Emmy award-winning actor turned director Cady McClain addresses the challenges that female directors face in the film industry in her documentary “Seeing is Believing,” which screened on the first day of the Oxford Film Festival.
McClain has had a long history as an actor beginning when she was only 9 years old in a band-aid commercial. Over the next 20 years, she appeared in over 30 commercials and movies before making the switch to daytime television.
“Soaps were known as a woman’s medium, and I felt safer in soaps because as a young woman actor I had been accosted, touched and pushed up against walls,” McClain said. “There were many, many ‘me too’ situations, and I thought soap operas were safe.”
Unfortunately, McClain found more of the same situation when she moved to soap operas. Even as a two-time Daytime Emmy Award winner, she was treated with less respect than she felt she deserved.
“On the most recent soap opera, everything that I had left Los Angeles for, I had to deal with on that show,” McClain said. “It was really unfortunate, and it has to do with a really old-school thought that says that it’s okay to say things to women – that it’s okay to touch women in certain ways. We endure it, and we sort of nod and say, ‘That’s okay.’ But it wasn’t okay. It really hurt me and when the job ended, I was devastated on so many levels.”
From that point, McClain moved to directing. She created a few short pieces, but when she premiered them at film festivals, she found more lack of respect for women in the business behind the camera.
“Everyone seemed to support the guys as the visionaries, and no one wanted to support the women,” McClain said. “Then I started seeing all these statistics about women directors and it dropped in me in such a way that I needed to do something to change this situation, or I would be part of the problem. And the idea of a documentary on women directors just kind of floated into my head.”
From there, McClain took her vision and ran with it. She centered her documentary around four female filmmakers ranging from those with a long career in the industry to those that have only directed a few pieces. The film focuses on the journey of Lesli Linka Glatter, director of the hit television show “Homeland;” Sarah Gavron, director of “Suffragette;” Li Lu, director of “There is a New World Somewhere;” and Naima Ramos Chapman, director of “And Nothing Happened.”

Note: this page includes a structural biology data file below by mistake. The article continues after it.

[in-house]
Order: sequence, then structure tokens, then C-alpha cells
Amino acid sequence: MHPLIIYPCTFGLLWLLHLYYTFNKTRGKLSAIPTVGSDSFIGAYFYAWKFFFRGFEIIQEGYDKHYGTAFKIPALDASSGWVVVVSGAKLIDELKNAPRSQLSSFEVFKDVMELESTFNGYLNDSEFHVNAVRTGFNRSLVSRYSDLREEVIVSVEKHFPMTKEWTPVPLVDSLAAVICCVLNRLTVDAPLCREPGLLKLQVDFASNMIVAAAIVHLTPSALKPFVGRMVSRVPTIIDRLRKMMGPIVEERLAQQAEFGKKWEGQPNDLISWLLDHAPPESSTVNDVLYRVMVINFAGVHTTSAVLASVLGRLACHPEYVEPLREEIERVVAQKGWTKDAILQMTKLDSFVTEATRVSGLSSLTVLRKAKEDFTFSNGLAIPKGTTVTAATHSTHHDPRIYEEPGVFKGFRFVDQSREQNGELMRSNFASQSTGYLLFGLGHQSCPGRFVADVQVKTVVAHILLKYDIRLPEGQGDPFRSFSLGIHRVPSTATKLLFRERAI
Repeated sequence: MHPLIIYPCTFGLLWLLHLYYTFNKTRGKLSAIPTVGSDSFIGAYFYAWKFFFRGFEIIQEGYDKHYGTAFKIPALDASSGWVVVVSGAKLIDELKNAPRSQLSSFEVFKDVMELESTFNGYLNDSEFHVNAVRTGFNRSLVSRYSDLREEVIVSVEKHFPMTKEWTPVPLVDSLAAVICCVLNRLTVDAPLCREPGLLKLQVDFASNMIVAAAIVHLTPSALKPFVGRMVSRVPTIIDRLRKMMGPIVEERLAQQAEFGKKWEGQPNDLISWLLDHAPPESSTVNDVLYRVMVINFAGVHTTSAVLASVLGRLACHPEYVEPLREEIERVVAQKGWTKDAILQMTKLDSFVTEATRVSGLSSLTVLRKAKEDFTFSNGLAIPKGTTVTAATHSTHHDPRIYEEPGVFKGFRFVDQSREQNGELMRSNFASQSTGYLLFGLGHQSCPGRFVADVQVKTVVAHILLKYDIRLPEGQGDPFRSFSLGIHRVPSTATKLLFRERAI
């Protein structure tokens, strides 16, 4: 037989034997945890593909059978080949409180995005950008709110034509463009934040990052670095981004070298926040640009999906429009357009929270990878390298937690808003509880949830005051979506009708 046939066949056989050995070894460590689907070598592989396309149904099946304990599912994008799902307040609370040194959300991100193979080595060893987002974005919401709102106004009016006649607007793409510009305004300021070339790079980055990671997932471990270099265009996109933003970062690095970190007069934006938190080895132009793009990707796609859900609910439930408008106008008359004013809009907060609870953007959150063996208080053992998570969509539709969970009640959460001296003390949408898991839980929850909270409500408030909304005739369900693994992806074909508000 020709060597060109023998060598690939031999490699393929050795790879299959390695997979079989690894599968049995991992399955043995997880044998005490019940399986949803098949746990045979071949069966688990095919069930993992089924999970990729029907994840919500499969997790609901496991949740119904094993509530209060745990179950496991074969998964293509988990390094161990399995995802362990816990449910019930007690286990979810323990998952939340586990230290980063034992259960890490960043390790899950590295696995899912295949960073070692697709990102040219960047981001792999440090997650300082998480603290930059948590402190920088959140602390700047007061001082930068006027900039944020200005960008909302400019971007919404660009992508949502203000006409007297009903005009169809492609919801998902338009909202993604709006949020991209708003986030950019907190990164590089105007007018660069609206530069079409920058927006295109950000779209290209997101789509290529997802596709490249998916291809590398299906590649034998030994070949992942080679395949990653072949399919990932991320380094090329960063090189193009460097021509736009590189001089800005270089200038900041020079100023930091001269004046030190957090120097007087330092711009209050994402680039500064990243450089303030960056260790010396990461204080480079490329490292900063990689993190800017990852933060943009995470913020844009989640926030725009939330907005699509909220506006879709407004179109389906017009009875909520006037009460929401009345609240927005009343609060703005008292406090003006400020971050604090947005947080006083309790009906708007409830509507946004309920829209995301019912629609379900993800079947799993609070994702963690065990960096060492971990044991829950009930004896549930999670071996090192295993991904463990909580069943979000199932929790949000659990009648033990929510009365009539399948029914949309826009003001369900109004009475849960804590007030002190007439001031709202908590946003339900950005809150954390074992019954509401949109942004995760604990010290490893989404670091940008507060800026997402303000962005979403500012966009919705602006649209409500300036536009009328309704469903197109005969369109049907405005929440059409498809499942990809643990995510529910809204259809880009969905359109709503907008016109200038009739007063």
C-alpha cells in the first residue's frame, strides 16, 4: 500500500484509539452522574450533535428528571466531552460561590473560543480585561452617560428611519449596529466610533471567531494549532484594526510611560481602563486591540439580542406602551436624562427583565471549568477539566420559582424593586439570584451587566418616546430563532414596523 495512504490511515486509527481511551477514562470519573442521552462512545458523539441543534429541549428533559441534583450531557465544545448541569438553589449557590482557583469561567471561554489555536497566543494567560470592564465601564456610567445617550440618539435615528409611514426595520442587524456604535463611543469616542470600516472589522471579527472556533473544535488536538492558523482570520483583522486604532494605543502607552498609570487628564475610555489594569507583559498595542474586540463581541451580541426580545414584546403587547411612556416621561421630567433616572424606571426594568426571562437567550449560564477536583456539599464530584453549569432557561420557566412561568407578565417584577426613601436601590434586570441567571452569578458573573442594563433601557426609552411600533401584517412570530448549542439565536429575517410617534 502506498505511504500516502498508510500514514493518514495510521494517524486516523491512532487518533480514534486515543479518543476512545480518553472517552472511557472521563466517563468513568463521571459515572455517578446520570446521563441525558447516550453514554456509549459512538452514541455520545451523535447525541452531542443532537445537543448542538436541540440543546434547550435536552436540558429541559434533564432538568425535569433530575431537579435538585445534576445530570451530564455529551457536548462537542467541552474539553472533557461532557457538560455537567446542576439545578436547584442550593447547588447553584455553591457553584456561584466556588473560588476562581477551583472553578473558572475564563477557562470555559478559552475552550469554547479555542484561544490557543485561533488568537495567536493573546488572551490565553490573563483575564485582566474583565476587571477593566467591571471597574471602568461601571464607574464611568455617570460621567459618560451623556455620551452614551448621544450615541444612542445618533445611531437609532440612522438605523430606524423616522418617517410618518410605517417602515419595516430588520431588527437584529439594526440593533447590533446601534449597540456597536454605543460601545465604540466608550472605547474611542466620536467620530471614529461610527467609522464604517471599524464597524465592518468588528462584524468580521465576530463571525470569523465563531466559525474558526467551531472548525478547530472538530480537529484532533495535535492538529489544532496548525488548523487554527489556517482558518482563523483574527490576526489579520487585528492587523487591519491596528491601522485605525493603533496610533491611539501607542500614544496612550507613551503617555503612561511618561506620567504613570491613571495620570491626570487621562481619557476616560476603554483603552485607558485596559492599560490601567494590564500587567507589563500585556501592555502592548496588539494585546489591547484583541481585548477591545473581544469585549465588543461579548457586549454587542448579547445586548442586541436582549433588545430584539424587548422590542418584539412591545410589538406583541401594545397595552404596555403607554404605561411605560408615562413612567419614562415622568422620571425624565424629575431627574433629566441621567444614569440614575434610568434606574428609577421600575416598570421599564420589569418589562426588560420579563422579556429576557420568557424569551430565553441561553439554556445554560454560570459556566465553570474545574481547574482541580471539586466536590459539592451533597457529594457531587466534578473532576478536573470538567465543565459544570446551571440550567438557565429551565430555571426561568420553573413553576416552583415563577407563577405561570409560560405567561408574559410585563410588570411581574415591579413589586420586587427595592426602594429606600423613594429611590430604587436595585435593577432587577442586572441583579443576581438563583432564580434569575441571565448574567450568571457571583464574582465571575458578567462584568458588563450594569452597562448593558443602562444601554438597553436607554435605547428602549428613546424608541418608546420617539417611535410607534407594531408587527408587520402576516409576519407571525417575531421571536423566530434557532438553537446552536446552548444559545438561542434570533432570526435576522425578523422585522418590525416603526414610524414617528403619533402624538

“I’ve been lucky in this because there is currently a movement going on,” McClain said. “I chose to focus on directors because I grew up in the entertainment industry, and a director is the highest level in this industry. But I see and I recognize that the authorities in many other industries see and are paying attention to this because they see it as a metaphor. Women from all industries can relate to this because the struggle is the same in all industries.”
Going forward, McClain’s wish is to truly change the world. She wants a better film industry for future generations and a better world for all women to live in and thrive.
“The main conversation we have now is how do we recognize women as visionaries,” McClain said. “How do we support the next generation of women and give them the tools to be able to do their job and bring their vision to light. The stories that they are going to create, the jobs they are going to create, and the environments they are going to create, it’s going to truly make the world better for the whole of society.”
Amy Goodin is a writer for HottyToddy.com. She can be reached at argoodin12
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